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A Spoopy Love Affair With Books

Jean, 39, lover of sci-fi, horror and fantasy, reader of comic books, conqueror of genre fiction.

Currently reading

Wytches Volume 1
Scott Snyder, Jock
Progress: 45 %
Bad Moon Rising
Jonathan Maberry
Progress: 160/534 pages
The Immortal Iron Fist: The Complete Collection Vol. 1
Dave Lanphear, Derek Freidolfs, Tonci Zonjic, Jelena Kevic Djurdjevic, Clay Mann, Dean White, David Aja, Khari Evans, Roy Allan Martinez, Victor Olazaba, Francisco Paronzini, June Chung, Nick Dragotta, Mitch Breitweiser, Javier Rodriguez, Stefano Gaudiano, Dan Brereton, M

Review: City of Bones (The Mortal Instruments #1) by Cassandra Clare

City of Bones - Cassandra Clare

I tormented myself over the rating I should give this book, how many stars it rightly deserves. I compared it against other books I'd rated as two or three or four stars, deliberated what my friends had to say about it, and then realized I was expending far too much energy on an enjoyable, fun experience. My sister told me to just go with my heart, and I finally did.


1 - This is undoubtedly a bad book. Well, not a bad book, per se, so much as truly poorly written. It's all over orange sherbet sunsets dripping over the horizon, and the characters have the inability to simply do or say anything without an adjective or simile attached. I want to Give Cassandra Clare the 'you tried' gold star, because so much YA prose is generic, basic, and she was trying for something else. The dialogue made me howl with laughter occasionally, and not at the actual jokes it contained. To quote the book, it made me "smile all over my face." Yeah.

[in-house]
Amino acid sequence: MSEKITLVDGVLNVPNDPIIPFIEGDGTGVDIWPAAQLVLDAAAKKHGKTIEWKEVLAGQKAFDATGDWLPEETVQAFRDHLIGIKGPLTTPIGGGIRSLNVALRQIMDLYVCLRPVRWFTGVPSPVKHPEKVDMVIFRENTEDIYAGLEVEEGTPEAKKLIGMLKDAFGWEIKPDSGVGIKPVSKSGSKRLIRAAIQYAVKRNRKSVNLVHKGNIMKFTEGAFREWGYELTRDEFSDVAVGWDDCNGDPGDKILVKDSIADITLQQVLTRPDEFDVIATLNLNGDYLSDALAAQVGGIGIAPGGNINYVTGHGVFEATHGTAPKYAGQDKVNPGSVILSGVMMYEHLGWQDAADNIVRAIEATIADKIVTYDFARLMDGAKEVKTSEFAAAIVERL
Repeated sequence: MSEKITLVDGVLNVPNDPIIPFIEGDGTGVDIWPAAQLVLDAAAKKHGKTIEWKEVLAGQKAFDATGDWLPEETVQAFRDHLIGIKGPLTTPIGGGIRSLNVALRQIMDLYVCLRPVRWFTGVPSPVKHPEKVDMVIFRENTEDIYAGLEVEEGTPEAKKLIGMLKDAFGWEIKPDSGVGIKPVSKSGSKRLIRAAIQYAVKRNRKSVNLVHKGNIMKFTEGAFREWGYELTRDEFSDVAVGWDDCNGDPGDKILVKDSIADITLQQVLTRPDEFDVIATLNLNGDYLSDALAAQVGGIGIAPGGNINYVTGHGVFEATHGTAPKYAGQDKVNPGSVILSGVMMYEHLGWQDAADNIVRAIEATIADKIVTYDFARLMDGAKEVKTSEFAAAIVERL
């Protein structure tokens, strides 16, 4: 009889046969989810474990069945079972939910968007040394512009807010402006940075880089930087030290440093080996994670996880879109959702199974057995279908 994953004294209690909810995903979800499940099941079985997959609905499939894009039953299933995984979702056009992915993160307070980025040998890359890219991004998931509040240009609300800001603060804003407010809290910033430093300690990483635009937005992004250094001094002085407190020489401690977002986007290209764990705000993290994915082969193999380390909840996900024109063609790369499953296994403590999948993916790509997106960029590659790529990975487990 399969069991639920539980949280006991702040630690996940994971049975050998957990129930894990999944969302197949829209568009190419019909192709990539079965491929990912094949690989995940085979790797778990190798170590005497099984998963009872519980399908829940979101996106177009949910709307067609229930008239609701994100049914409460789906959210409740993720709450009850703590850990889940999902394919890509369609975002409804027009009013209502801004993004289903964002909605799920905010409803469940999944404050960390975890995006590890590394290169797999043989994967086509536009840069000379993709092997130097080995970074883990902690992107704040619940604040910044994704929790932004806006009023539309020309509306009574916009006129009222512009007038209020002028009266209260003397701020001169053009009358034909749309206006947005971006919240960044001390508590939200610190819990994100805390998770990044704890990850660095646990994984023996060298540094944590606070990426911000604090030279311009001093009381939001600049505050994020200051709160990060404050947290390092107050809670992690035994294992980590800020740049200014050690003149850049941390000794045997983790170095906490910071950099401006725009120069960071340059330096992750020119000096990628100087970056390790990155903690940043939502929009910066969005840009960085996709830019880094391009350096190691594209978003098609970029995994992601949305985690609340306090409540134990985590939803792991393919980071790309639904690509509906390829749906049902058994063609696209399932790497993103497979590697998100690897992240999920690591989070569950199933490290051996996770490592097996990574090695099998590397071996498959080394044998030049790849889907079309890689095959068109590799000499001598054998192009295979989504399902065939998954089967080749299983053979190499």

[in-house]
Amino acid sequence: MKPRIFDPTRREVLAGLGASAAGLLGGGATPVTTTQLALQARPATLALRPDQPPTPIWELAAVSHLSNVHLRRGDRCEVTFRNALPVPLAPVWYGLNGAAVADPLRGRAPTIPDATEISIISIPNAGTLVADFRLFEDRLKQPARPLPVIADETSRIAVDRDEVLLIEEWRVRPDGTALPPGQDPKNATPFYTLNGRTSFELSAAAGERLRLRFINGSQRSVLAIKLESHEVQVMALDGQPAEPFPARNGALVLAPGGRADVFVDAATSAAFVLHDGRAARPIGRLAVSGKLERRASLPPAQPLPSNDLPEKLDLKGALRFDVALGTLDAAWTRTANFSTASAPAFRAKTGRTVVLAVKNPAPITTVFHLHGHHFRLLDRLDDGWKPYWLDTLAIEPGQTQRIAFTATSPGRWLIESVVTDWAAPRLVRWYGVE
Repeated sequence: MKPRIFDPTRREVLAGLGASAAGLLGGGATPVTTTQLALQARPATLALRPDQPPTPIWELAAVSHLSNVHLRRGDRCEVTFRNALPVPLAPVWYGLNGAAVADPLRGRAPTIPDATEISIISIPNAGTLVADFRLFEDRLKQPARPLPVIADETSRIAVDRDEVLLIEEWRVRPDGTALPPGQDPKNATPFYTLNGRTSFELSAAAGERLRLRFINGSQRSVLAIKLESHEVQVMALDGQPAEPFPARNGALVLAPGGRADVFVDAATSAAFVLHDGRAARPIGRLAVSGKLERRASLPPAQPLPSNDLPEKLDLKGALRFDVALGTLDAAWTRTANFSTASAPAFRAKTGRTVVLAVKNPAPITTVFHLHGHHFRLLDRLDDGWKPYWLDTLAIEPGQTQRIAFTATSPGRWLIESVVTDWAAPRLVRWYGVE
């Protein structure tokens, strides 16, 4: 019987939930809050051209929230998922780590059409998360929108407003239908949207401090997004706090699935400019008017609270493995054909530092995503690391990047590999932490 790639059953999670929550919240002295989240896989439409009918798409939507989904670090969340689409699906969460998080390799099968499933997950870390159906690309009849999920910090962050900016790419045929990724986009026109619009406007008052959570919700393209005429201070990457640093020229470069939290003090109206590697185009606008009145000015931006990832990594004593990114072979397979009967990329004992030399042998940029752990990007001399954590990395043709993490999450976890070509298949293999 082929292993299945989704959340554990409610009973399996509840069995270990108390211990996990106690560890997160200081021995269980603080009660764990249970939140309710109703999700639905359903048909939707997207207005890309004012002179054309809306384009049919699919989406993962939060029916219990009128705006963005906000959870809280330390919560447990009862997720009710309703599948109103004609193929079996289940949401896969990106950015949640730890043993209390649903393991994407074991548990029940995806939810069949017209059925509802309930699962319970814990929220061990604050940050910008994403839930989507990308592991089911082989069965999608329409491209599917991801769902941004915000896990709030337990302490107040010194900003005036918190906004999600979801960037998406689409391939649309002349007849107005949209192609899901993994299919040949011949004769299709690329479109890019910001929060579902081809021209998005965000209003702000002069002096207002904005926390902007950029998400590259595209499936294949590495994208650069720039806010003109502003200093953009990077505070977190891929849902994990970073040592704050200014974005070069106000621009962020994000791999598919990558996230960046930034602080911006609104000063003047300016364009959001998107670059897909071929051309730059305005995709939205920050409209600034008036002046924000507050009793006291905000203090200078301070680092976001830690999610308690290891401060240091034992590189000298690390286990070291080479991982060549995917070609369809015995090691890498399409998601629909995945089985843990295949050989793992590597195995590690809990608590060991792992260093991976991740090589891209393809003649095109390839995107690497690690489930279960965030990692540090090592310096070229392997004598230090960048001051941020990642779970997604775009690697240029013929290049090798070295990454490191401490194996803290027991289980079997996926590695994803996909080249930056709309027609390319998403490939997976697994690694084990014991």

2 - It was an awful lot of fun, with an intentional sense of humor, a very strong, wild imagination on behalf of the author creating a  foundation for an entertaining story. Clary is one of my favorite YA protagonists to date, and while I more often than not wanting to punch Jace in the mouth, there seemed to be a bit of a role reversal with Jace being the overly emotional, catty one, whereas Clary came off as far more practical and able to handle the situations they found themselves in. At least in the first book, not too much of a heavy emphasis on the romance.


Since I lost my parents ten years ago, stories of heroes trying to find or save their own have interested me, and effected me emotionally. At first, I thought Clary was a bit too reserved about her mother being in danger, but as I got a grasp of her character, and of Jocelyn's, I began to see how she gets her reserve, and slight control issues, from her mother, and how realistic it is that Jocelyn would have been that way, having been in the position she was in. The climax, with Luke, was a punch to the heart, and I loved it.


A strong first book for the series. Cautiously looking forward to reading the next five, since I can also see them going south pretty quickly. But hesitantly optimistic at this point.